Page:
There's an art to heading the ball, from re-directing the ball into the lower corner of the net to flicking the ball on to a player. Often, heading is the unsung skill that doesn't get the respect it deserves. A tall forward who can win head balls or a defender who can go up on corners and score goals with their head are valuable pieces to building up a great team. Then there are marksmen like Raul, who whips balls into the net with his head on a regular basis for Real Madrid and Spain. Watch this spectacular header by Palermo of Boca Juniors or this smart header by Klinsmann.
Use the upper portion of your forehead to head the soccer ball, just near where the hairline starts.
Keep your jaw tight and your teeth glenched when heading.
Power comes from whipping your back and upper chest forward, and using legs and stomach muscles for strength.
Raise your arms and elbows to protect yourself.
Square your shoulders to the goal.
On offense, when in front of goal, head the ball down and into the corners. It is more difficult for the goalkeeper to read and judge a ball that bounces in front of them and is low to the ground.
On defense, head the ball up as to give our teammates more time to read the play and get into position to defend--close down the offensive player. If you head the ball down you could mistakenly head the ball directly to an opponent who might get a shot off.
Also, keep your elbows up when going up in the air to protect yourself and dissuade others from trying to go up and win the header against you.
The feet should be spaced apart, forming a good base, 8-10 inches wide. The feet should also be staggered, to provide balance when the upper body arches backwards as the ball arrives. The trunk of the body should snap forward to give power to the header as the forehead contacts the ball. Point of contact on the ball can vary depending on whether the player is attacking or defending.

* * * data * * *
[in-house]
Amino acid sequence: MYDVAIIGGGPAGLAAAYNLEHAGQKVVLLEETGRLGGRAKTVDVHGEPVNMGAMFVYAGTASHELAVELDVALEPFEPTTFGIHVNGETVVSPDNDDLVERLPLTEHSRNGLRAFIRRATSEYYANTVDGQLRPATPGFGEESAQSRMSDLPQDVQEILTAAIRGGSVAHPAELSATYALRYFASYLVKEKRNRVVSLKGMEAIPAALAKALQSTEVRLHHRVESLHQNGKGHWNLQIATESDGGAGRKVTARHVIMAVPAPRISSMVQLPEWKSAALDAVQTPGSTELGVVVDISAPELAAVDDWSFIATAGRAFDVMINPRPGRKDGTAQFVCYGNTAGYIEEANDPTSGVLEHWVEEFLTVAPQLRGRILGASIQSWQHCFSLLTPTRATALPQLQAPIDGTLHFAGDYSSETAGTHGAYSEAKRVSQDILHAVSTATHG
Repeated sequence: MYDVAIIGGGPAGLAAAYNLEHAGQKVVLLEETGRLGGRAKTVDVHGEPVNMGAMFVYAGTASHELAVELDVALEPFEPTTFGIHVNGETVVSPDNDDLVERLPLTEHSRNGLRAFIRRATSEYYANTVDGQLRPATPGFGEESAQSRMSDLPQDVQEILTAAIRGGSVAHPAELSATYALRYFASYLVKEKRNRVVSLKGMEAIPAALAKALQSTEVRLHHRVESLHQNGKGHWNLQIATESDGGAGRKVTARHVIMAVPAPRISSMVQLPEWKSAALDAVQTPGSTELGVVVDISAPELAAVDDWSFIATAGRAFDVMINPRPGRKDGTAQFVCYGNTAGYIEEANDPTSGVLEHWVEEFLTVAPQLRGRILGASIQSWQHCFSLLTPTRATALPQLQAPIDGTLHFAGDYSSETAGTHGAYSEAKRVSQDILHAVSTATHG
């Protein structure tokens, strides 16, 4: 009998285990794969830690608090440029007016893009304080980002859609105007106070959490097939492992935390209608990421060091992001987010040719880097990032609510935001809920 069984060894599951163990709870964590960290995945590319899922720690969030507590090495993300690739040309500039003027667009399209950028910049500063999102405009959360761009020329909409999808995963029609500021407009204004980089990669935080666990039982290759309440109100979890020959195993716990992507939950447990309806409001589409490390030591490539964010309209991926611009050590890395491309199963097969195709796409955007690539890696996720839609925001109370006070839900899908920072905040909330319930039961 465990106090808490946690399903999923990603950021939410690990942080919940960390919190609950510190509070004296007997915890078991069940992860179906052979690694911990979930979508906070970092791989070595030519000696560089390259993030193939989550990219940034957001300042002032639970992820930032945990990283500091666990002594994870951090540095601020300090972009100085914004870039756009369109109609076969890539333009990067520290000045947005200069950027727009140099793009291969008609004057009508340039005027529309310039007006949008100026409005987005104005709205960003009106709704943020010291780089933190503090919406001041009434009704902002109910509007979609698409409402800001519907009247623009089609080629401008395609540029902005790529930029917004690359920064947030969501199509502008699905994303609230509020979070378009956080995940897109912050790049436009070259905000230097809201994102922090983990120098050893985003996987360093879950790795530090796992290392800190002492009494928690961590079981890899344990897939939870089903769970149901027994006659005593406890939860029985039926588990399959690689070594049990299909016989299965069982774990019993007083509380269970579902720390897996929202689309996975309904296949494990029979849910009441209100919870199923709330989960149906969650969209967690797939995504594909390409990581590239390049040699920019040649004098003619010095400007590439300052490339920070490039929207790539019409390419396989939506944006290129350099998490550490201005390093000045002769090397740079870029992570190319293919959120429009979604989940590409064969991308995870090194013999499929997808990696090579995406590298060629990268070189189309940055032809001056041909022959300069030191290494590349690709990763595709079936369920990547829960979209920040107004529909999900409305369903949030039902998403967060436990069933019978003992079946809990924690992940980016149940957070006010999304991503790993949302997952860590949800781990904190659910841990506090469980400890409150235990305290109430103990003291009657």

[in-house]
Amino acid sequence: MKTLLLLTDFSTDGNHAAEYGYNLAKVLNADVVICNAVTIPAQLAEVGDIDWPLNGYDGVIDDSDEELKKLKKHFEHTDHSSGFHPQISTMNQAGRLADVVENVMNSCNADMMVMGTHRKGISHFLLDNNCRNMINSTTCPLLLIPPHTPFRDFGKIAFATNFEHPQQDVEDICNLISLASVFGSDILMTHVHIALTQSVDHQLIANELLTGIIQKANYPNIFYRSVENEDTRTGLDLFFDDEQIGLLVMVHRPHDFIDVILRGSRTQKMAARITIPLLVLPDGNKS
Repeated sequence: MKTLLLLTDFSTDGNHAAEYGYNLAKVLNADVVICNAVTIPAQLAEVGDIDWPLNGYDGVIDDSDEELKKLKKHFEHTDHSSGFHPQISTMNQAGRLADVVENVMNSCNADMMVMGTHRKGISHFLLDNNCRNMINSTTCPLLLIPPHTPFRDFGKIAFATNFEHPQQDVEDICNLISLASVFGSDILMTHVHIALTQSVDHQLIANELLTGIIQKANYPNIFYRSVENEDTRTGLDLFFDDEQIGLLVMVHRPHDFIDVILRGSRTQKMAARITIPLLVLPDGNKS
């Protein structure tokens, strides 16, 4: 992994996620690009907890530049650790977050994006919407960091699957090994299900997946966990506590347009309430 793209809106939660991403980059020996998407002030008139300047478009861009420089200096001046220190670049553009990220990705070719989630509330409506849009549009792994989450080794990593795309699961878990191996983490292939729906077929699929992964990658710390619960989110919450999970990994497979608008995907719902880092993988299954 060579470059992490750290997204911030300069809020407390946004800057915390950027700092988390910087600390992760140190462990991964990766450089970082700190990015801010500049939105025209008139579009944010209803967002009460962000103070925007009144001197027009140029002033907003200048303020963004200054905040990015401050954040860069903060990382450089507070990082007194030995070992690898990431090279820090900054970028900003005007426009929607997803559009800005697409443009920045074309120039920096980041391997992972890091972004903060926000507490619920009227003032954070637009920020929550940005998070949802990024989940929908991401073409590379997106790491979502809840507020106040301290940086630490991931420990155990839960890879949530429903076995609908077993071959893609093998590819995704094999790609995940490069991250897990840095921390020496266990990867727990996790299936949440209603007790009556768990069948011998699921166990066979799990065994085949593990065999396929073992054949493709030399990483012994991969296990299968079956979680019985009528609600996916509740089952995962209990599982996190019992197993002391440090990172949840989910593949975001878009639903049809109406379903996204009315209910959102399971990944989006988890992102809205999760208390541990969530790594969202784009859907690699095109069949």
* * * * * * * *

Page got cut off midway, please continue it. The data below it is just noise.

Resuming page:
When heading to score, the contact should be at the midline of the ball to keep it directed down and low. When defending, the contact should be made below the midline of the ball, with the upper body continuing forward to head the ball into the air.
When jumping off one leg, choose the leg most appropriate to the situation. Some players prefer jumping off of one leg over the other; so a coach should make sure players are able to jump off of either leg successfully when attempting to head the ball. On takeoff, the knee and ankle of the take off leg should push upward and should arch backwards after the jump. The action of the non-takeoff leg should swing forward and high, bending at the hip and knee.
The upper body should be leaning forward at the point of takeoff and, when maximum height is reached, the body should arch backwards. The momentum of reaching back in a snapping motion propels the upper body forward, and the energy generated puts power behind the header. The head and neck should be tense as the forehead meets the ball. The player should end up landing on both feet.
To Re-Direct the Ball
The player's jumping should be rotated towards the intended direction so that the surface of the forehead and the upper body are at the right angle to redirected the ball. In addition, when heading from a jump-and-turning action, it is best to jump with the leg that is closest to the ball. The opposite leg must then swing in the direction of the ball, in order to help rotate the trunk.
There are instances when a ball is served below head height, but you have to dive in order to get to the ball. As one foot pushes off the ground, the opposite leg kicks in an upward motion while the upper body leans forward and the arms are extended forward. The body is parallel to the ground as the forehead strikes the midline of the ball. Arms are still extended outward to help brace the landing as the body connects with the ground at roughly a 45-degree angle. Take a look at this diving header by Alan Shearer. This is how it's done: